The commission said, last night, that it was awaiting the parties to forward to it lists of candidates and their running mates where necessary.

But it said it will only recognize candidates that emerged from primaries supervised by its officials, warning politicians who conducted parallel party primaries not to approach it with any list. Mr Kayode Idowu, Chief Press Secretary to INEC Chairman, Prof. Attahiru Jega, who spoke in a telephone interview with Sunday Vanguard, said the electoral law was clear on the time frame, and asked all parties to rectify their problems where necessary with a view to forwarding their candidates to the electoral body.

It will be recalled that the Supreme Court had okayed the appeal filed before it by a chieftain of the PDP, from Adamawa State, Dr. Umar Ardo, for hearing on a day Jonathan insisted he was legally qualified to contest the 2015 presidential election.

The president, through his lawyer, ‎Mr. Ade Okeaya-Inneh, SAN, told the court that he had cited legal authorities backing his re-election bid.
He argued that Ardo had no case against him‎, insisting that he is permitted by the 1999 Constitution to go for a second tenure in office.

`Busy body’
‎Ardo is, through his lawyer, Dr. A. Amuda Kannike, praying the court to stop Jonathan.

He is further challenging the refusal of the Abuja Division of the Appeal Court to join him as a party in the suit that was originally filed against the president by another member of the PDP, Mr. Cyriacus Njoku.

He contended that the outcome of that case will personally affect him since the PDP had adopted Jonathan as its sole candidate for the 2015 presidential poll.

‎However, a three-man panel of the Appeal Court declined to join him as a party to the suit, describing him as a meddlesome interloper.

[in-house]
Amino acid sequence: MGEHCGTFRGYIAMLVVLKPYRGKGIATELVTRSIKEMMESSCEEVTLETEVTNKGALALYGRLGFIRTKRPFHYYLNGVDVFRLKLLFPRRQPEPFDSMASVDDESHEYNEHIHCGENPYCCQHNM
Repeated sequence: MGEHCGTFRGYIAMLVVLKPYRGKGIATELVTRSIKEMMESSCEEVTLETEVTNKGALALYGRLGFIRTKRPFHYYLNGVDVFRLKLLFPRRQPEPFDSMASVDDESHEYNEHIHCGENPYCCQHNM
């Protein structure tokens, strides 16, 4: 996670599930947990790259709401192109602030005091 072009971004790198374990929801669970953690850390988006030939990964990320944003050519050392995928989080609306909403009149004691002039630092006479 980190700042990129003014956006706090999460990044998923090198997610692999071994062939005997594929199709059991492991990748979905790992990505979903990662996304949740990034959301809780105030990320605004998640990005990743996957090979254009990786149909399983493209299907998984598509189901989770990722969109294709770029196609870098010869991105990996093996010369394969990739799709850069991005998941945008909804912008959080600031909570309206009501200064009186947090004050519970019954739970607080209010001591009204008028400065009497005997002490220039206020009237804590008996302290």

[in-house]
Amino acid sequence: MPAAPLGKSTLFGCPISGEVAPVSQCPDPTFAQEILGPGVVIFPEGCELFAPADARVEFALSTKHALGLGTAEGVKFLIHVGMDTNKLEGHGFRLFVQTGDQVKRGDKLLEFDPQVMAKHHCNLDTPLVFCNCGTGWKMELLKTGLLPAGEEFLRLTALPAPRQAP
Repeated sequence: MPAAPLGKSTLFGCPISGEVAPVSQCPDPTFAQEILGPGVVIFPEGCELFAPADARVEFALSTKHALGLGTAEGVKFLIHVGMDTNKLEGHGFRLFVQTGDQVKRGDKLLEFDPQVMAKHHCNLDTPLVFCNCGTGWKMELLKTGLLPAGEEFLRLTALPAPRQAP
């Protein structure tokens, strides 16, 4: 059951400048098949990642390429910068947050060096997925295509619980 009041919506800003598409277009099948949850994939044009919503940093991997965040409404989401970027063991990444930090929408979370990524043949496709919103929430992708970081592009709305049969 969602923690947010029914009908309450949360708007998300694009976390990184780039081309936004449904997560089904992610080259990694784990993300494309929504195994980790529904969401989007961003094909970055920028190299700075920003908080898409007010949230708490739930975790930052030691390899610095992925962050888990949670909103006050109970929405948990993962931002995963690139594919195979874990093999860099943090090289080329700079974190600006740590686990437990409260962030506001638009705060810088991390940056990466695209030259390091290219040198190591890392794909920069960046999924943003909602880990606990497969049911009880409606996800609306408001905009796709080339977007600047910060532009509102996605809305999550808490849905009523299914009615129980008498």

The court branded him a “busy body”, saying he lacked locus standi to challenge the judgement  that was delivered by Justice Mudashiru ‎Oniyangi of the FCT High Court on March 1, 2013, which declared Jonathan legally fit to contest for second term next year.

In an unanimous decision, the Court of Appeal panel, ‎led by Justice Abubakar Yahaya, ordered Ardo to pay N50,000 costs to the president and the PDP.

‎The court held that Ardo’s application was completely devoid of any merit.

Meanwhile, Jonathan challenged the jurisdiction of the Supreme Court where Ardo lodged an appeal to ‎set aside that decision of the appellate court which he said was flawless.

He further contended that Ardo was not a party before the High Court and did not show any good ground on why he should be joined at the Appeal Court.
‎Jonathan noted that whereas the main appeal by Njoku was filed on April 16, 2013, Ardo waited till September 23 to apply with a view to be allowed to seek his disqualification from participating in the 2015 election.

Njoku, a member of the PDP in Zuba Ward, Abuja, had, in his appeal, insisted that the lower court misinterpreted the law to favour Jonathan, even as he urged the court to go ahead and determine “whether Section 135(2) of the Constitution, which specifies a period of four years in office for the president, is only available or applicable to a person elected on the basis of an actual election or includes one in which a person assumes the position of president by operation of law, as in the case of Dr. Goodluck Jonathan.”

Arguing that Jonathan is constitutionally barred from contesting the presidency in 2015, the plaintiff prayed the court to determine “whether Section 137(1) (b) of the Constitution, which provides that a person shall not be qualified for election to the office of president, if he has been elected to such office at any two previous elections, applies to the first defendant, who first took an oath of office as substantive President on May 6, 2010 and took a second oath as President on May 29, 2011.”

He is also seeking a declaration that ‘the president’s tenure of office began on May 6, 2010 when his first term began and his two terms shall end on May 29, 2015 after taking his second oath of office on May 29, 2011; and by virtue of Section 136 (1) (b) of the Constitution, no person (including the first defendant) shall take the oath of allegiance and the oath of office prescribed to in the Seventh Schedule to this Constitution more than twice.

He further asked the court for an order of injunction restraining president Jonathan from further contesting or attempting to vie for president after May 29, 2015 when his tenure shall by the Nigerian Constitution end.